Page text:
In Parliament today we are taking one more step to ensure that Bill C-452 is passed, examined in committee to make it even stronger. By working together, we can make this happen.

To further aggravate the human trafficking problem, the type of criminal conduct is not just something that happens occasionally on the margins of society. Rather, it is widespread in our communities as evidenced by the global revenues generated by it, which are estimated to be about $10 million U.S. per year. This puts human trafficking within the top three money-makers for organized crime. However, it is not just organized crime that is involved in human trafficking. So too are entrepreneurial people who feed off the suffering of innocent victims and control them so they can have money in their pockets to have a better life.

What are we doing about it? I am pleased to report that the government's response to this crime is strong and multifaceted.

First, we have a veritable arsenal of criminal offences that apply to this reprehensible conduct. In 2003 three trafficking offences were added to the criminal code. In 2010 a new offence of child trafficking was enacted through Bill C-268, An Act to amend the Criminal Code (minimum sentence for offences involving trafficking of persons under the age of eighteen years), which was sponsored by myself at that time. This offence imposes mandatory minimum penalties on those who traffic in persons under the age of 18.

In 2012 former Bill C-310, An Act to amend the Criminal Code (trafficking in persons), which was another bill sponsored by myself, extended extra territorial jurisdiction for all Criminal Code trafficking offences and enacted an interpretative tool to assist the court in interpreting the trafficking in persons provisions. Why did that happen? When we sat in a court, we heard lawyers trying to prove that the victim initially was not afraid. Was not afraid, why? How perpetrators work is the victim is not afraid. Most perpetrators come on as the victim's friends. They give the victims everything they want. It is only after they separate them from their infrastructure, family, community and friends and get them alone and take all their identification does the relationship change.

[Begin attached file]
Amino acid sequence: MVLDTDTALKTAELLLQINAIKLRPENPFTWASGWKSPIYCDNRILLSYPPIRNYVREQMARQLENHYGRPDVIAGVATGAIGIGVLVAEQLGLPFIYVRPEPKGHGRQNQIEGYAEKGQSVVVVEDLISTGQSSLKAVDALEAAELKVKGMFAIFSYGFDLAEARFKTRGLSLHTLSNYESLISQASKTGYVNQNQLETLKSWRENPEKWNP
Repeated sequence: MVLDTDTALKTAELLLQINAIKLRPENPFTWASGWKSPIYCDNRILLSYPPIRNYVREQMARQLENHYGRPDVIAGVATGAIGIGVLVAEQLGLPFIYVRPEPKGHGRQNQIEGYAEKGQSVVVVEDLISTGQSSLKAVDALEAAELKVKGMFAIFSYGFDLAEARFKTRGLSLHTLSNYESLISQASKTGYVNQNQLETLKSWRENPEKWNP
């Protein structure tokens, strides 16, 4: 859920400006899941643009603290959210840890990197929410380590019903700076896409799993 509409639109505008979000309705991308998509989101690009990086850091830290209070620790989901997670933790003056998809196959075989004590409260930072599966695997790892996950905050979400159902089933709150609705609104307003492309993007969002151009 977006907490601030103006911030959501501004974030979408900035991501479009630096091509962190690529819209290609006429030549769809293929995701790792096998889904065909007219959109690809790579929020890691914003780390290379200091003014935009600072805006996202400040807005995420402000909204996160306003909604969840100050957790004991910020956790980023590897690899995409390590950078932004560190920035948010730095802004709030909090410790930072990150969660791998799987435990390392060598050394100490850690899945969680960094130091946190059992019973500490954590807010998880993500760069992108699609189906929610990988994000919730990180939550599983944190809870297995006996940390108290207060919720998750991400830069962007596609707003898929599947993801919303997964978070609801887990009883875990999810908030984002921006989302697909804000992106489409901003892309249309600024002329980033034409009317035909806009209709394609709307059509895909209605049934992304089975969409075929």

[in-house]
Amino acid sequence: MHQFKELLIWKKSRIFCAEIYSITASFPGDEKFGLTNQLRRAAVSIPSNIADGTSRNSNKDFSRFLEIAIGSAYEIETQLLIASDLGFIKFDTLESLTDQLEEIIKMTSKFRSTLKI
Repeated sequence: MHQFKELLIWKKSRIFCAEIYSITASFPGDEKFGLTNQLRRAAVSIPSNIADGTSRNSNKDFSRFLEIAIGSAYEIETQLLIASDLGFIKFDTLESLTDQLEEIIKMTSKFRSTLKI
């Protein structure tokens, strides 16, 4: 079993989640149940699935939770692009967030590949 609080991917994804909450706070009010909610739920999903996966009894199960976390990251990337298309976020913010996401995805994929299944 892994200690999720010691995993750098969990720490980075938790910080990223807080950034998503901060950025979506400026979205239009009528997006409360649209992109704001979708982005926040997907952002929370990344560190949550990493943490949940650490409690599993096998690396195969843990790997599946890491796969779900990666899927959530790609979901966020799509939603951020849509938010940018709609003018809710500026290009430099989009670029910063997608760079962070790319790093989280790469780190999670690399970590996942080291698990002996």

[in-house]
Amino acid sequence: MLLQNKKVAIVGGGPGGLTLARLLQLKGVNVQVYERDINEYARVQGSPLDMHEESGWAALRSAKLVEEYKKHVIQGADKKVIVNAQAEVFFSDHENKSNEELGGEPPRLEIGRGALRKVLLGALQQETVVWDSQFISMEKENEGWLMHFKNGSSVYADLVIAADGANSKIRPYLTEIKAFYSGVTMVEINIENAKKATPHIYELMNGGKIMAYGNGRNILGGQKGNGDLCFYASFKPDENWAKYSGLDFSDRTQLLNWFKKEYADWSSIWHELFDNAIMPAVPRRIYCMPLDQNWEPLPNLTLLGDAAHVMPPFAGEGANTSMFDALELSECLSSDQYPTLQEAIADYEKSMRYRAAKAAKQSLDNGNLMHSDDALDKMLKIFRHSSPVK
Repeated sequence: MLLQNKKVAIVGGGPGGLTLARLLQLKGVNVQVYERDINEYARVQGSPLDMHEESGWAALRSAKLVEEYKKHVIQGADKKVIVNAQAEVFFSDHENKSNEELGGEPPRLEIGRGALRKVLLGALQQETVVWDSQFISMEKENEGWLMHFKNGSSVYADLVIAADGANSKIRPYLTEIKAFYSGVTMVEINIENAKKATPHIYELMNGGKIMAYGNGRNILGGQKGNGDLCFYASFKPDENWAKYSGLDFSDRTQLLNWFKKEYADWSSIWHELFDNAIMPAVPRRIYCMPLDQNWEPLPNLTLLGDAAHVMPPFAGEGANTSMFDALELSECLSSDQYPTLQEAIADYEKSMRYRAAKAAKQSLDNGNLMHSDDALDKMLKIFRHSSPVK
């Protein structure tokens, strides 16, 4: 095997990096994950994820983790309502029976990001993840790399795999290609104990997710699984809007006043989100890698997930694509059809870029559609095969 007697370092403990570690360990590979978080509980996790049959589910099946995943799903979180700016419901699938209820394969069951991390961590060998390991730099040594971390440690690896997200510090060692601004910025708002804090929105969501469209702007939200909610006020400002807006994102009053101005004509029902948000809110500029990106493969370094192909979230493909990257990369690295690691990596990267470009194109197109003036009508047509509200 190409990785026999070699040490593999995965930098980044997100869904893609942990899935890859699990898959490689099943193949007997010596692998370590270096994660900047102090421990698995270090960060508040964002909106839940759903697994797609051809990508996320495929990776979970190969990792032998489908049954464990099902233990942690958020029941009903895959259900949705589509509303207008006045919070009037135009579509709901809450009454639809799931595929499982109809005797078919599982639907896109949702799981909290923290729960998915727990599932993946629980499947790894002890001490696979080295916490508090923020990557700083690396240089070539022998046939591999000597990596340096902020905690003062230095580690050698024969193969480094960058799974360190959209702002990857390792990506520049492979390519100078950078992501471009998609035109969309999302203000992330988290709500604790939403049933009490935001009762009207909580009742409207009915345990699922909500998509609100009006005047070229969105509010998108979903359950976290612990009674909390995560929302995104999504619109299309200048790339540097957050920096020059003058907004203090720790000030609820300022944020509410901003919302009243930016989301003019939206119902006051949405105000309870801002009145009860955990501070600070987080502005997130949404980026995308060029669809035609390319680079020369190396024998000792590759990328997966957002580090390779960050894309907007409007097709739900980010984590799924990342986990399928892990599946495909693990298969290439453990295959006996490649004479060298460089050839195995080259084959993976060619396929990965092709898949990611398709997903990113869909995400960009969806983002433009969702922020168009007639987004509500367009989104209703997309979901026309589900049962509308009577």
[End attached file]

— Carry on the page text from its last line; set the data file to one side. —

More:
That is when the victims are beaten, raped and shot up with drugs. They are unrecognizable when they are seen on the street corners. These are innocent victims who need the love, care and rescuing to renew their lives. Many young girls who have been rescued are doing phenomenal things.

I was at a special event for Walk With Me, with Timea Nagy, a former trafficking victim in our country. She has done much to rescue victims, much to help restore the lives of these innocent victims.

All of these things, in addition to the trafficking specific offence contained in the Immigration and Refugee Protection Act, section 118, which prohibits transnational trafficking and the numerous Criminal Code offences that address trafficking-related conduct, such as forcible confinement, kidnapping, sexual assault and uttering threats, are few examples of the arsenal of crime bills that we have to protect the innocent victims in our country.

That is not all. In recognition of the multifaceted nature of this problem, our government launched the national action plan to combat human trafficking June 6, 2012. The action plan recognizes that a comprehensive response to human trafficking must involve efforts to ensure what we refer to, and I know everyone here in the House is familiar with, as the four Ps: the protection of victims; the prosecution of offenders; partnerships with key players; and the prevention of the crime in the first place.

All activities are coordinated through the human trafficking task force, which is led by Public Safety Canada. This is without a doubt a comprehensive response to a complex problem, but more can always be done. Where more can be done, more should be done, especially when efforts serve to address a crime as insidious as human trafficking.